So keep the three words you use in the first sentence, since it gives a good sense of what you’re reaching for. Then cut down the rest so the contrast stands out better.

      1. Oh. I thought you were saying that stats for a football player are MERELY indicators, not the actual quality, as they are for sprinters. That’s why I suggested what I suggested. I have to get ready for a meeting but I’ll look at it again in a bit.

        1. I am saying those things. What I’m looking for is a word or a phrase that I can use in contrast to a “mere indicator.” If something is not an approximation or proxy, but a perfect representation or whatever, what is the word for “perfect representation?”

        2. Oh. Then if you don’t just want to say the stat IS the quality of the athlete, you can maybe say it’s an equivalence. Sorta what you already had.

          1. Wait, I don’t believe stats are an equivalence to the quality of a football player. I’m saying stats are almost always approximations, proxies for quality.

            “Stats is the quality of an athlete” or “stats are an equivalence with quality”–these phrases sound awkward to me. I’m trying to find another way to saying this. (Do you think it sounds awkward, or is it just me?), or finding a way basically means “indicator that is complete, not partial; fully representative; equivalent.” I guess there isn’t a word like that.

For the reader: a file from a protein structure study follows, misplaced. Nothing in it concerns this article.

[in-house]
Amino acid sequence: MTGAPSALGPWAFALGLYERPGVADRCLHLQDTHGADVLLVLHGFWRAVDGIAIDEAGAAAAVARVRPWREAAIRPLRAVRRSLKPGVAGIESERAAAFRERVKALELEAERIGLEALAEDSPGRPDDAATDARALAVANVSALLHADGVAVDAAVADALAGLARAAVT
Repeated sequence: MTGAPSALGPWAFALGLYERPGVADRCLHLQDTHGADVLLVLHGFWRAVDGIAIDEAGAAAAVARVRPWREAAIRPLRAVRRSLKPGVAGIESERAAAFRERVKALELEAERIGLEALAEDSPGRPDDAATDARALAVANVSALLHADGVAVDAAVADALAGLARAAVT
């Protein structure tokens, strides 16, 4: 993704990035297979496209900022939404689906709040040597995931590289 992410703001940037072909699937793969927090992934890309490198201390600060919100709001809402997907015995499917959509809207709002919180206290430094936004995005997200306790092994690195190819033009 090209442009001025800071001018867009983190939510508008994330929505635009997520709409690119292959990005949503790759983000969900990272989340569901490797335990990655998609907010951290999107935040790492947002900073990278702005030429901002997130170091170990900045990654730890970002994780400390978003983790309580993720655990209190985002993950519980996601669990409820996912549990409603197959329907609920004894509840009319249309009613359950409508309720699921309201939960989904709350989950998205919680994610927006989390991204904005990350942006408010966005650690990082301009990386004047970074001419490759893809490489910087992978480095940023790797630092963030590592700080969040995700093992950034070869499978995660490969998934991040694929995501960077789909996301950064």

2. To me, “approximation,” “proxy,” or “indicator” are not strong enough. An indicator can indicate in varying degrees. The passing yards of a QB can be an indicator of how good they are, but passing yards doesn’t indicate the quality of a QB in the same way that a sprinter’s time indicates the quality of the sprinter. Do you know what I mean? I’m trying to find a word that means an indicator that is a perfect representation, something equivalent to quality. If a number or indicator is not an approximation, but the exact number or indicator, what do you call that?

      Here’s another example. Think of the how personal wealth is measured. If we count the amount of a money a person has (and we could estimate value of non-monetary assets) that amount is the person’s wealth. It’s not an approximation, proxy, or indicator, right?